Microsoft Windows 1.0

Windows 1.0 was the first major release of Microsoft Windows, a family of graphical operating systems for personal computers developed by Microsoft. Unfortunately for Microsoft, it failed to inspire -- especially when compared with the more user-friendly graphical user interface developed by Apple for the Macintosh. Critics felt Windows 1.0 did not meet their expectations. In particular, they felt that Windows 1.0 put too much emphasis on mouse input at a time when mouse use was not yet widespread; not providing enough resources for new users; and for performance issues, especially on systems with lower computer hardware specifications. Despite these criticisms, Windows 1.0 was an important milestone for Microsoft, as it introduced the Microsoft Windows line, and in computer history in general.

Apple IIGS

The Apple IIGS (styled as IIgs) is a 16-bit personal computer produced by Apple Computer. Similar to that of the Macintosh, the IIGS System Software provides a mouse-driven graphical user interface using concepts such as windows, menus, and icons. The IIGS has a Finder application very similar to the Macintosh's, which allows the user to manipulate files and launch applications. By default, the Finder is displayed when the computer starts up and whenever the user quits an application that is started from it, although the startup application can be changed by the user.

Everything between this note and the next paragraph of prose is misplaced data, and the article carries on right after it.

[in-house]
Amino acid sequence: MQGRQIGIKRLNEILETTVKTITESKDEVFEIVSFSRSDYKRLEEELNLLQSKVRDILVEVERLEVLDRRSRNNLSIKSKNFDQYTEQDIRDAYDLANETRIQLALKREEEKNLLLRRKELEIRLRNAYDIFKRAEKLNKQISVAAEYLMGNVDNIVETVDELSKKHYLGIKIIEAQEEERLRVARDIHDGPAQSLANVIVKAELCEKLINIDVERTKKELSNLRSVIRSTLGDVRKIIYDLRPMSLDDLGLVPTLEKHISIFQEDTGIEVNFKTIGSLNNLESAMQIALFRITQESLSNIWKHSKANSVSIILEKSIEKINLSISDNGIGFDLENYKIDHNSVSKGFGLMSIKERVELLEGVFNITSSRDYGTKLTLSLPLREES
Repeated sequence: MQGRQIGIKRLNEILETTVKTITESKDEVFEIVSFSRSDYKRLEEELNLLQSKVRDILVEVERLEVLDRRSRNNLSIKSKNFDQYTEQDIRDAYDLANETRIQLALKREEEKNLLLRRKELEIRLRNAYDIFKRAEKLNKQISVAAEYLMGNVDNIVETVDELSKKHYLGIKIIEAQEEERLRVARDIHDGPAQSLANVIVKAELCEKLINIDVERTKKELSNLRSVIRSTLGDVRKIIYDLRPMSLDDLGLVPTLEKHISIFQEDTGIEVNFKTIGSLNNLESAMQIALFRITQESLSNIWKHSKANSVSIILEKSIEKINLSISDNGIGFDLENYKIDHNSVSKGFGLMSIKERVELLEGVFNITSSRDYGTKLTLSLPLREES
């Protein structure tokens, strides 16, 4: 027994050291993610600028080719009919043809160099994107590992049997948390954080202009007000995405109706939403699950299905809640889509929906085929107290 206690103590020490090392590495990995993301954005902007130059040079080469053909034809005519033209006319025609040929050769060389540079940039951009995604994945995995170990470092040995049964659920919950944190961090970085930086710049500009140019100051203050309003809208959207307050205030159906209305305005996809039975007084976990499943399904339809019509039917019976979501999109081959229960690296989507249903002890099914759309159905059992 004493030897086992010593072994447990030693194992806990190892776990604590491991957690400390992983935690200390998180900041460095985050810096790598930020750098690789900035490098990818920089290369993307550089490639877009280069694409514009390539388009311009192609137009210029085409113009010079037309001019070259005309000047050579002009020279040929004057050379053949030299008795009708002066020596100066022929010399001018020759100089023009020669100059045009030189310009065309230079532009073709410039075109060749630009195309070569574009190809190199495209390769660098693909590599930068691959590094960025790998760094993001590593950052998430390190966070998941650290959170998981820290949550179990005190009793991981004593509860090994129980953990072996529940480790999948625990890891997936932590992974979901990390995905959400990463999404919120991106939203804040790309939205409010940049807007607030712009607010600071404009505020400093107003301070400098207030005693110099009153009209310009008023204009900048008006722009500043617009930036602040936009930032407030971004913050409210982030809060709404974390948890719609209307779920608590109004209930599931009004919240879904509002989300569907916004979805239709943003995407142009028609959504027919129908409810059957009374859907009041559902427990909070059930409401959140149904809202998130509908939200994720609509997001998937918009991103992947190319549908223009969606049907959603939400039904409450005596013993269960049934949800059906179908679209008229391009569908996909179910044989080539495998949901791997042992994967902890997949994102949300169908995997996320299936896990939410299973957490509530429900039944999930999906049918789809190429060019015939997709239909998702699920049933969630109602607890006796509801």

RISC OS

RISC OS was a computer operating system designed by Acorn Computers Ltd. Its interface incorporated three mouse buttons (named Select, Menu and Adjust), context-sensitive menus, window stack control (i.e. send to back) and dynamic window focus (a window can have input focus at any position on the stack). Inapplicable menu choices were 'greyed out' to make them unavailable. Menus have their own titles and may be moved around the desktop by the user. Any menu can have further sub-menus or a new window for complicated choices. Applications are run from the Filer view and files can be dragged to the Filer view from applications to perform saves. The opposite can perform a load. RISC OS was the first operating system to provide scalable anti-aliased fonts.